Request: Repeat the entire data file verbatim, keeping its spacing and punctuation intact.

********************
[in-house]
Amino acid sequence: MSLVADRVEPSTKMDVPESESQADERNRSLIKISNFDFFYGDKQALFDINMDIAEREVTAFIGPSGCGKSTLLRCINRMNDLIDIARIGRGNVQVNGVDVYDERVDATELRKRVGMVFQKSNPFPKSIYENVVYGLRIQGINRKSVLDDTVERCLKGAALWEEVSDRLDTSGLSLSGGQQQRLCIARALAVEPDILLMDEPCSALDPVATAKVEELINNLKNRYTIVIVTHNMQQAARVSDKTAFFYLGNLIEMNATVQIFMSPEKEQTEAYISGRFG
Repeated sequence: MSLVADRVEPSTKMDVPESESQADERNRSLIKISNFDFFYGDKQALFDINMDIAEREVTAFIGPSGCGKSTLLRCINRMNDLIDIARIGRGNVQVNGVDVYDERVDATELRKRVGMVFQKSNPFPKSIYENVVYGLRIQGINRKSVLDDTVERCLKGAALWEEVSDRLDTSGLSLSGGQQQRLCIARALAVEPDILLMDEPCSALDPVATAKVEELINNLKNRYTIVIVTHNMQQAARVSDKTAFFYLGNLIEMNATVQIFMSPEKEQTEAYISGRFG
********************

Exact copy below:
[in-house]
Amino acid sequence: MSLVADRVEPSTKMDVPESESQADERNRSLIKISNFDFFYGDKQALFDINMDIAEREVTAFIGPSGCGKSTLLRCINRMNDLIDIARIGRGNVQVNGVDVYDERVDATELRKRVGMVFQKSNPFPKSIYENVVYGLRIQGINRKSVLDDTVERCLKGAALWEEVSDRLDTSGLSLSGGQQQRLCIARALAVEPDILLMDEPCSALDPVATAKVEELINNLKNRYTIVIVTHNMQQAARVSDKTAFFYLGNLIEMNATVQIFMSPEKEQTEAYISGRFG
Repeated sequence: MSLVADRVEPSTKMDVPESESQADERNRSLIKISNFDFFYGDKQALFDINMDIAEREVTAFIGPSGCGKSTLLRCINRMNDLIDIARIGRGNVQVNGVDVYDERVDATELRKRVGMVFQKSNPFPKSIYENVVYGLRIQGINRKSVLDDTVERCLKGAALWEEVSDRLDTSGLSLSGGQQQRLCIARALAVEPDILLMDEPCSALDPVATAKVEELINNLKNRYTIVIVTHNMQQAARVSDKTAFFYLGNLIEMNATVQIFMSPEKEQTEAYISGRFG